As discussed previously, sparsity is different for Conv-ReLU and Conv-BN-ReLU structures but are covered by our evaluated three type of models. The percentage in the proposed method varies from , , to for comparison with the baseline. All the training are run directly without any fine-tuning. The evaluation results are shown in Table 1, Table 2 and Table 3, where the non-zero gradients density means the percentage of non-zero gradients over all gradients.

(a) AlexNet on CIFAR-10.
(b) ResNet-18 on CIFAR-10.
(c) MobileNet on CIFAR-10.
(d) AlexNet on ImageNet.
(e) ResNet-18 on ImageNet.
(f) MobileNet on ImageNet.
Figure 3: Training loss of AlexNet/ResNet/MobileNet on CIFAR-10/100 and ImageNet.

Accuracy Analysis.

From Table 1, Table 2 and Table 3, there is no accuracy lost for most situations. And even for ResNet-50 on CIFAR-100, there is accuracy improvement. But for MobileNet and AlexNet on ImageNet, there is a significant accuracy loss when using very aggressive pruning policy like . On the other hand, it even does not converge when setting for training MobileNet on ImageNet or CIFAR-100. The possible reason is that MobileNet is a compact neural network and there are not much redundancies on gradients, which makes it sensitive to gradients pruning. In summary, the accuracy loss is almost negligible when a non-aggressive policy is adopted for gradients pruning.

Gradients Sparsity.

The gradients density illustrated in Table 1, Table 2, Table 3 has shown the ratio of non-zero gradients over all gradients, which could be a good measurement for sparsity. Although the basic block of AlexNet is Conv-ReLU whose natural density is relatively low, our method could still reduce the gradients density for more than on CIFAR-10 and on CIFAR-100. While it comes to ResNet, whose basic block is Conv-BN-ReLU and activation gradients are naturally fully dense, our method could reduce the gradients density as . In addition, the deeper networks could obtain a relative lower gradients density with our sparsification, which means that it works better for complex networks. The potential benefits brought by gradients sparsification include reducing computation cost up to and the memory footprint up to on AlexNet.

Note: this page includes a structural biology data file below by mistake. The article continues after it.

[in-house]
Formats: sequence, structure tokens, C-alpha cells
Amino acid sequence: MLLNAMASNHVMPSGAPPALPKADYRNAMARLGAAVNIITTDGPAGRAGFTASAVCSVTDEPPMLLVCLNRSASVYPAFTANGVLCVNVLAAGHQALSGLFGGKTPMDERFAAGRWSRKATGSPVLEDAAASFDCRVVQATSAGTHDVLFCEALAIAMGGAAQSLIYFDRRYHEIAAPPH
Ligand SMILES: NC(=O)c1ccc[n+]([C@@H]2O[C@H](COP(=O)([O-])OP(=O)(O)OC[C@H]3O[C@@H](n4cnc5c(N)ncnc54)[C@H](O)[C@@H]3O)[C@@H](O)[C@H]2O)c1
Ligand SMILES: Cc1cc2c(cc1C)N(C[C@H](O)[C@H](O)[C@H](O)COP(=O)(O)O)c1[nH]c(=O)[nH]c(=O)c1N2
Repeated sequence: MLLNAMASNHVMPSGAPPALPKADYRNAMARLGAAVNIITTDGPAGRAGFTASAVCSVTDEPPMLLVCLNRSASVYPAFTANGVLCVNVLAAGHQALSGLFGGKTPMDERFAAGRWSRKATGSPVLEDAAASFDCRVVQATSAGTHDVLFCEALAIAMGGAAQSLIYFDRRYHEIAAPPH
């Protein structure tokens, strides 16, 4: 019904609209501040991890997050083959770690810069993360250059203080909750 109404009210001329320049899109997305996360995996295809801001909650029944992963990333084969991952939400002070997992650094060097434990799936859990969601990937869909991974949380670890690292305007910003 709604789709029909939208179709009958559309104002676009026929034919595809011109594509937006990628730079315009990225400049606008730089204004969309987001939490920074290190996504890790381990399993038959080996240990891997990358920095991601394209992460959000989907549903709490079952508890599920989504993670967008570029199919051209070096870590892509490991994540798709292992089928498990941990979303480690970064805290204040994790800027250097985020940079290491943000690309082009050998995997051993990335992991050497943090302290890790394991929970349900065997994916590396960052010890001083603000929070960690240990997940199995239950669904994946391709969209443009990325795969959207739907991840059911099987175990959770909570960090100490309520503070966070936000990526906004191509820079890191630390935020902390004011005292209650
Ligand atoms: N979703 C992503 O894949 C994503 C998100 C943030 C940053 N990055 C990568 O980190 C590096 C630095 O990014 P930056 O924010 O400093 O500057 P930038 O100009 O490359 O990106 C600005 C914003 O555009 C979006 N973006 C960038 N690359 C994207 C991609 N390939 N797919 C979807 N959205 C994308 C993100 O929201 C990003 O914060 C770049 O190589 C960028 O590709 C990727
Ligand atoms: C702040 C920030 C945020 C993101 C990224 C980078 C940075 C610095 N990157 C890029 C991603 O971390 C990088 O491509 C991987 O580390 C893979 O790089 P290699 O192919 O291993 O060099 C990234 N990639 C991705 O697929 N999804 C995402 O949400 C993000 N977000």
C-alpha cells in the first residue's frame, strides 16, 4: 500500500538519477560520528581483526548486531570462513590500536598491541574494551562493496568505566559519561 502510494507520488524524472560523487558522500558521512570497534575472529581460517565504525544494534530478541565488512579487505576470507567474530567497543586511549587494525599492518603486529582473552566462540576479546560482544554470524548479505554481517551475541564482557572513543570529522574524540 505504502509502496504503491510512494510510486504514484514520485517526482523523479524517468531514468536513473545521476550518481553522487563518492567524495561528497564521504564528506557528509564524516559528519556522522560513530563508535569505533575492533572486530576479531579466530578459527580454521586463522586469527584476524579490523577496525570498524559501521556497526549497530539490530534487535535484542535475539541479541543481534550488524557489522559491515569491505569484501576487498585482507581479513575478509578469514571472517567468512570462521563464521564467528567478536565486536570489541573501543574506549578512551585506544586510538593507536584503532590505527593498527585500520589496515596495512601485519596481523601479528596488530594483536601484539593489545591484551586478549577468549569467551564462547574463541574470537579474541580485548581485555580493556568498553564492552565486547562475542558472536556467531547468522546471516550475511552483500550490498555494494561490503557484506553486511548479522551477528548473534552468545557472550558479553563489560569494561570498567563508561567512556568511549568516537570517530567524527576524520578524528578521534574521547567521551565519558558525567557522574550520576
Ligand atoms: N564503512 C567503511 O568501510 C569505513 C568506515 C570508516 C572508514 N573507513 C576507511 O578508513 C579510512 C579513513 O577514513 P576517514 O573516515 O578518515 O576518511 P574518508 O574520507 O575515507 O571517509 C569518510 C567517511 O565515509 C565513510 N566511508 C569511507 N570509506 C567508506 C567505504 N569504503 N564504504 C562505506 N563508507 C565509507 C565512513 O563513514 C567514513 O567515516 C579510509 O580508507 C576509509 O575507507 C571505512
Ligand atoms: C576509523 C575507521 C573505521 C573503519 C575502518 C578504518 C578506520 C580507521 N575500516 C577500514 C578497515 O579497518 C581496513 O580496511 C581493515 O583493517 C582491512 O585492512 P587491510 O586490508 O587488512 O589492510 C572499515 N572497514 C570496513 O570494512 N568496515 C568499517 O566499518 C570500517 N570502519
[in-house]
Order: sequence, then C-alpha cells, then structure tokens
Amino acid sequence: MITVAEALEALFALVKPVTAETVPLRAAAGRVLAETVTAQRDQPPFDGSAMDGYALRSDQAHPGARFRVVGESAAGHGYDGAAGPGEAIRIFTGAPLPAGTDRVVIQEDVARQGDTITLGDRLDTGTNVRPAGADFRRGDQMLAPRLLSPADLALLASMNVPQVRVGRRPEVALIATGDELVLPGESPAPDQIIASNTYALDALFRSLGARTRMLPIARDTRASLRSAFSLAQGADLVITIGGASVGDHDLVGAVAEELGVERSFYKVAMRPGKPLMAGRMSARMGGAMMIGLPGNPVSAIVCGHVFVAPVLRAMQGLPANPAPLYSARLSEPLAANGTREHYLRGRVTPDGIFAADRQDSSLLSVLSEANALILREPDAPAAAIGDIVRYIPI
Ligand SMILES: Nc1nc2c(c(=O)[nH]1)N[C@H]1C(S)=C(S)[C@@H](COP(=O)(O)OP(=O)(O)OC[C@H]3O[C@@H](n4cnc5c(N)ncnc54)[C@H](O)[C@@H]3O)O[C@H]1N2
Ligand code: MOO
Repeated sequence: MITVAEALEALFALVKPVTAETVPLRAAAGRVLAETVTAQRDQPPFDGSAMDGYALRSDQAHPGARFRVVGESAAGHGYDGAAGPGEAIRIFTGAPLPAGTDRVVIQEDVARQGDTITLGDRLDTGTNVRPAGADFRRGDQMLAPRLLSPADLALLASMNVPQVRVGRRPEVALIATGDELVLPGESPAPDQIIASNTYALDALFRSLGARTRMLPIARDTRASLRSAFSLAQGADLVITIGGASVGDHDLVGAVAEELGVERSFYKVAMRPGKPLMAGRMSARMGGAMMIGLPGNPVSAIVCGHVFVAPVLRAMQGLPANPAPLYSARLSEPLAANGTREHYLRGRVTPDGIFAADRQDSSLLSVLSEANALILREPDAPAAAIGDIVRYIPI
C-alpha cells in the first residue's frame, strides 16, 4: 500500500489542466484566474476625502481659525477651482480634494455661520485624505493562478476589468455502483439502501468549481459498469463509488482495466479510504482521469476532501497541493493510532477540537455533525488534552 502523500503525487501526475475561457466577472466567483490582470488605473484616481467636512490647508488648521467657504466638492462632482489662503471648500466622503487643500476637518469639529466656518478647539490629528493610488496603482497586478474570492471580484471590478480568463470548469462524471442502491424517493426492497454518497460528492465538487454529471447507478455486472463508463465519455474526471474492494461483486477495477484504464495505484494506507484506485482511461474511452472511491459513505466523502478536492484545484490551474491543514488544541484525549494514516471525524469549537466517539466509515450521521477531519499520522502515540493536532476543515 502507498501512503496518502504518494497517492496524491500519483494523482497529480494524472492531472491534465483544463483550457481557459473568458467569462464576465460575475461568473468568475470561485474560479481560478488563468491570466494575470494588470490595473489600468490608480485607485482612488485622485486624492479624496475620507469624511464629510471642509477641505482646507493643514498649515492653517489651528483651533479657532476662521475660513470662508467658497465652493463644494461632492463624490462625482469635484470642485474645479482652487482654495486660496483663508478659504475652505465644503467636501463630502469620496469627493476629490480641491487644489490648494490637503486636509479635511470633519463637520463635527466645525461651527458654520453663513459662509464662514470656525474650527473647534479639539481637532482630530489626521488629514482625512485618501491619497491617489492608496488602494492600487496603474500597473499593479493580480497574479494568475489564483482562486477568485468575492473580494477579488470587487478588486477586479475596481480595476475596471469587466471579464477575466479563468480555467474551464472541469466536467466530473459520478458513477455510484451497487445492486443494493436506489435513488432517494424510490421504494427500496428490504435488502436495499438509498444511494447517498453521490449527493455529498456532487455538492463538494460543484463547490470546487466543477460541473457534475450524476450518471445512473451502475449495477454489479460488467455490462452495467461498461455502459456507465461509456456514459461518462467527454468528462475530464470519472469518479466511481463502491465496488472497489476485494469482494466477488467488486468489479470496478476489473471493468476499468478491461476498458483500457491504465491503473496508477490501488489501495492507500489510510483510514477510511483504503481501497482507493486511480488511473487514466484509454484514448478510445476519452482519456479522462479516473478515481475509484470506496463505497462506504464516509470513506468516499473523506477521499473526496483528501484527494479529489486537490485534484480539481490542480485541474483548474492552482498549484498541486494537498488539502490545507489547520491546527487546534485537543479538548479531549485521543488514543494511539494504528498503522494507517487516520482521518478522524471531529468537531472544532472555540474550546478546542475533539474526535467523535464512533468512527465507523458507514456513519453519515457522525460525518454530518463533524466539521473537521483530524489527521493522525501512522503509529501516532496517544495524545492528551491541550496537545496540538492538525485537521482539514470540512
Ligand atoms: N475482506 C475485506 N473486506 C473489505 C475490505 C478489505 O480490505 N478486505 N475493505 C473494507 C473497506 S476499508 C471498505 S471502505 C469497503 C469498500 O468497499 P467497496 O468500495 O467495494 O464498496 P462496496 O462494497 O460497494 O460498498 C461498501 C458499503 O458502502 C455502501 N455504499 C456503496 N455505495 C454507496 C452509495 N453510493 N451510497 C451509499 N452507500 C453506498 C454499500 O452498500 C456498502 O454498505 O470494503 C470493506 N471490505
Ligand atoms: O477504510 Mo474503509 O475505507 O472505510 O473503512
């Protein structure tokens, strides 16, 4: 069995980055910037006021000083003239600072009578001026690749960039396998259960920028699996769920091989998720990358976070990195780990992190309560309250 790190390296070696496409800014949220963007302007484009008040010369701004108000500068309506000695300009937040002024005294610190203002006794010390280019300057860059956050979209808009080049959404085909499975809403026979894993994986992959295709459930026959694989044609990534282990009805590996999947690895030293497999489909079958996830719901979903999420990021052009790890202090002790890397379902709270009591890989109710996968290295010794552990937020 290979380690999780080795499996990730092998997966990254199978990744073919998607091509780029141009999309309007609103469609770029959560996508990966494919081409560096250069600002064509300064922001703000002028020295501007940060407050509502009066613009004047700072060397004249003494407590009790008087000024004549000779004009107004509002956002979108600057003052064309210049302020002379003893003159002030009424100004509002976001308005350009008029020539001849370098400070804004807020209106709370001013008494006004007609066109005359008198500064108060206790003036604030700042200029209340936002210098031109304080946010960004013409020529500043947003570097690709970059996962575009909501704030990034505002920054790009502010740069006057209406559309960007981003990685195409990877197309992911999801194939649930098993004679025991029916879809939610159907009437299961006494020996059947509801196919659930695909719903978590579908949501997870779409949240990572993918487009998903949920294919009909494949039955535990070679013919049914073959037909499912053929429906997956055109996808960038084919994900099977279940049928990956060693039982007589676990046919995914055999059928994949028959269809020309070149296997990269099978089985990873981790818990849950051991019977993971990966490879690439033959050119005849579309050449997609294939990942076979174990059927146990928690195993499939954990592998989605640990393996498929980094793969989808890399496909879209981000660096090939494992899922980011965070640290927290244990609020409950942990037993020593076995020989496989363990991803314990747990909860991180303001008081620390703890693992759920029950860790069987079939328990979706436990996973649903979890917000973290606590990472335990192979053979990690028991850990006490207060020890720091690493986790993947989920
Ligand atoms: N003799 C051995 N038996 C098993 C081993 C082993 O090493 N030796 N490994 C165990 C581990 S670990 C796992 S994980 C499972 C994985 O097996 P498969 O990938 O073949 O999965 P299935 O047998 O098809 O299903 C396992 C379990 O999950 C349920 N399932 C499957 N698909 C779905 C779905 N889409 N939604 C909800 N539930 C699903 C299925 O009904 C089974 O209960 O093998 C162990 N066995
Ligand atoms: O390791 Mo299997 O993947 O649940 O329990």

Convergence Rate.

The training loss is also demonstrated in Fig. 3 for AlexNet, ResNet-18 and MobileNet on CIFAR-10 and ImageNet datasets. Fig. 2(b) and Fig. 2(e) have shown that ResNet-18 is very robust for gradients pruning. For AlexNet, the gradients pruning could be still robust on CIFAR-10 but will degrade the accuracy on ImageNet. Fig. 2(e) also confirms that sparsification with a larger will result in a worse convergence rate. For MobileNet, it will divergence if the pruning policy is too aggressive with , as shown in Fig. 2(c) and Fig. 2(f).

5 Conclusions

In this paper, a new algorithm is proposed for dynamically gradients pruning for CNNs training. Different from original training, we assume the activation gradients of CNNs satisfy normal distribution and then estimate their variance according to their average value. After that, we calculate the pruning threshold according to the variance and a preset parameter . The gradients are pruned stochastically if they are less than the threshold, which has been theoretically proved to be convergent. Evaluations on state-of-the-art models have confirmed that the gradients pruning approach could significantly reduce the computation cost of backward-propagation with a negligible accuracy loss.

References